It has become an unwritten rule that most patients who visit the Emergency department are to leave with a prescription. That is how emergency physicians practice defensive medicine. For instance, physicians rarely incur a lawsuits from prescribing antibiotics. Omission of any medication appears negligent. Therefore, temptation exists in treating most ear, nose and throat infections with antibiotics that are often unnecessary. In addition, the general perception is the doctor who prescribes the antibiotic is the better doctor than those who do not. When patients fail to receive “necessary prescriptions” from their personal doctor, they may obtain a second opinion from the EM physician and leave with a prescription. Strongly ingrained from early on is that medication makes us feel better.
Are all these medications’ necessary?
A recent study posted online in the journal Health Affair noted that over half of older Americans are taking four or more medications while roughly one-quarter of seniors in other countries take these many prescriptions.[i] Clearly, Americans have become more exceptional when it comes to taking medication in order to perhaps feel better. “Happy pills” that tend to be overused are narcotics, antidepressants and sleeping pills. These medication were intended for short-term use and as a stop gap measure until other therapeutics and coping strategies could be initiated. Health maintenance seems to gravitate to taking medication rather than disease prevention through lifestyle changes.
Does this medication have side effects?
Any television commercial that advertises a prescription medication will rattle off a list of potential side effects. All medication has inherent unknowns for any given patient. Medications that initially appears to be the next best thing tend to be followed by a class-action lawsuit against the manufacturer. The most notorious side effect of medication becomes the loss of control over one’s health. Similar to a traffic citation, any medication can add points against a patient’s license. Patients lose their ability to be in control of the wheel when they no longer know what medications they take or what these treat.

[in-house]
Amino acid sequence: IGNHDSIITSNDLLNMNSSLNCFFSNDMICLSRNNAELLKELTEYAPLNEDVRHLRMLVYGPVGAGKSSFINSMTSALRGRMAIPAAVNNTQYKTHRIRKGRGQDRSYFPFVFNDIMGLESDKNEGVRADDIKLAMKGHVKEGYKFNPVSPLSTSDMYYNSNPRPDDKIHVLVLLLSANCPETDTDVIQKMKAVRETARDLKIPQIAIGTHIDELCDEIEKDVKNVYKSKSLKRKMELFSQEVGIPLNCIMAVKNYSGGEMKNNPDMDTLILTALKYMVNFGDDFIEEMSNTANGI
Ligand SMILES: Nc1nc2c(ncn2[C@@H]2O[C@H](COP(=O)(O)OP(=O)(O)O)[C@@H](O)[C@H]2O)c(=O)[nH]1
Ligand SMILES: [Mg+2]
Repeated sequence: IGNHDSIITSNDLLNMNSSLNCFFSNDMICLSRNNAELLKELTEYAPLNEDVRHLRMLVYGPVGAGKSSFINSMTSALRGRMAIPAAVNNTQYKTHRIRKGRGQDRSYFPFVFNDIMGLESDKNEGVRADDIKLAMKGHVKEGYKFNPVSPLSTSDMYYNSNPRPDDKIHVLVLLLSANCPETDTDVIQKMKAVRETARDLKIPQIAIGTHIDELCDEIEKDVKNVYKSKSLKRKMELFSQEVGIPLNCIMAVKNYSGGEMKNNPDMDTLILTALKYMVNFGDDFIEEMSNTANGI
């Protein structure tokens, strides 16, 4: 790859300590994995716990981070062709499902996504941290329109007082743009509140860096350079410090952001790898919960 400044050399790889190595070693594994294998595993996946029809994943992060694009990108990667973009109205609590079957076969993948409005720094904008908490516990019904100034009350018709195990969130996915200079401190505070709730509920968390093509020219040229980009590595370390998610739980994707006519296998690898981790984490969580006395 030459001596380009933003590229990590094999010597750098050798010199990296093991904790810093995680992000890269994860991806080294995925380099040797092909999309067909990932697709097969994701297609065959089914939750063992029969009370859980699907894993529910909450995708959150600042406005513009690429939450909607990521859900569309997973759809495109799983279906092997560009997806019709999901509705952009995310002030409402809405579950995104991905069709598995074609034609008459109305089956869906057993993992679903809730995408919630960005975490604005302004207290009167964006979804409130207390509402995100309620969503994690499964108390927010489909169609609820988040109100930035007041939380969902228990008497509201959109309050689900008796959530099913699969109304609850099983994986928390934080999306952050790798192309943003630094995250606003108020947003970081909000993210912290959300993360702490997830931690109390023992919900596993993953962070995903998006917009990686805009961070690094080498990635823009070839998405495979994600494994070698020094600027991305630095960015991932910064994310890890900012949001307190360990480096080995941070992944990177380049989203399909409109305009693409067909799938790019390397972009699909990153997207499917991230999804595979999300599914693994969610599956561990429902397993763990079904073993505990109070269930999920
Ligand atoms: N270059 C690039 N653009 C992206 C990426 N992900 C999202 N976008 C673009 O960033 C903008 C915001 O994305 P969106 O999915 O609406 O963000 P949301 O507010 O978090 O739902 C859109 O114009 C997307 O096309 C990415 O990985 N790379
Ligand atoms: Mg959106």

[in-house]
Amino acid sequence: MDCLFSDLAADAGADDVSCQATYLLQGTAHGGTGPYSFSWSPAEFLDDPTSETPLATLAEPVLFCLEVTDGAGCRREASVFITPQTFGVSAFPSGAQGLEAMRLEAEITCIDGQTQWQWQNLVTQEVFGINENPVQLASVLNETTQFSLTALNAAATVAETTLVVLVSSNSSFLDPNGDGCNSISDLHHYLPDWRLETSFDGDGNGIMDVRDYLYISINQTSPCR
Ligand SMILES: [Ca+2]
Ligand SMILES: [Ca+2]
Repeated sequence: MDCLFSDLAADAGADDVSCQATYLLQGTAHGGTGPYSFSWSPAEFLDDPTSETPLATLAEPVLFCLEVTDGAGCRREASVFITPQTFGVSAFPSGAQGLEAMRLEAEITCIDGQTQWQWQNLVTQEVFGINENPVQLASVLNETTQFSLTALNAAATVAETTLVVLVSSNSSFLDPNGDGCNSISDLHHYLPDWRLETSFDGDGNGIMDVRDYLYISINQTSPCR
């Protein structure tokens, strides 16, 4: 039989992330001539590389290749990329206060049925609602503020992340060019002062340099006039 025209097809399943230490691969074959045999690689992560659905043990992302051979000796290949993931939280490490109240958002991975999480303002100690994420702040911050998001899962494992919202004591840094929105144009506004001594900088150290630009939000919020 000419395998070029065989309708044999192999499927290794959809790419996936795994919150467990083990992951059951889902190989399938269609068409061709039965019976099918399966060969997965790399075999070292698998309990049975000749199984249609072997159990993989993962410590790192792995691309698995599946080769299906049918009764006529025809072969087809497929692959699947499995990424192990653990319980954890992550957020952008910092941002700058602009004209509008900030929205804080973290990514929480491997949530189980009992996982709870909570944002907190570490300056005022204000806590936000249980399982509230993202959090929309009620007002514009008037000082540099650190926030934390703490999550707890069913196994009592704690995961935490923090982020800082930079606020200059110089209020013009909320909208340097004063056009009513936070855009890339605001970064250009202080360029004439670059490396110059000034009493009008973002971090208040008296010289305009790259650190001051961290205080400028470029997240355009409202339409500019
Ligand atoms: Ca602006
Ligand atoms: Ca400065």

Can medication mask a more serious illness?
When I inquire about patients’ medical illnesses, I am surprised when they answer “no,” yet respond with “yes” when asked about being on medications. Does this mean a patient who takes medication for diabetes is not considered diabetic and does not have to follow a diabetic diet? Medications have the potential to make patients delusional, similar to the alcoholic who perceives alcohol as the solution and not the problem. Medication can treat diseases or symptoms of illness. Unmasking the illness or issues underlying any disease process requires more of serious conversation with the physician, distinguishing the fixation on medication from the physiology of disease and the psychology of illness. Ultimately, conversations regarding self-restraint with prescription medication foreshadow end-of-life discussions that might necessitate other types of artificial life support.
Copyrighted and published by Project HOPE/Health Affairs as [include the full citation: author name, article title, Health Aff (Millwood), year or original publication, volume number, issue number, pages]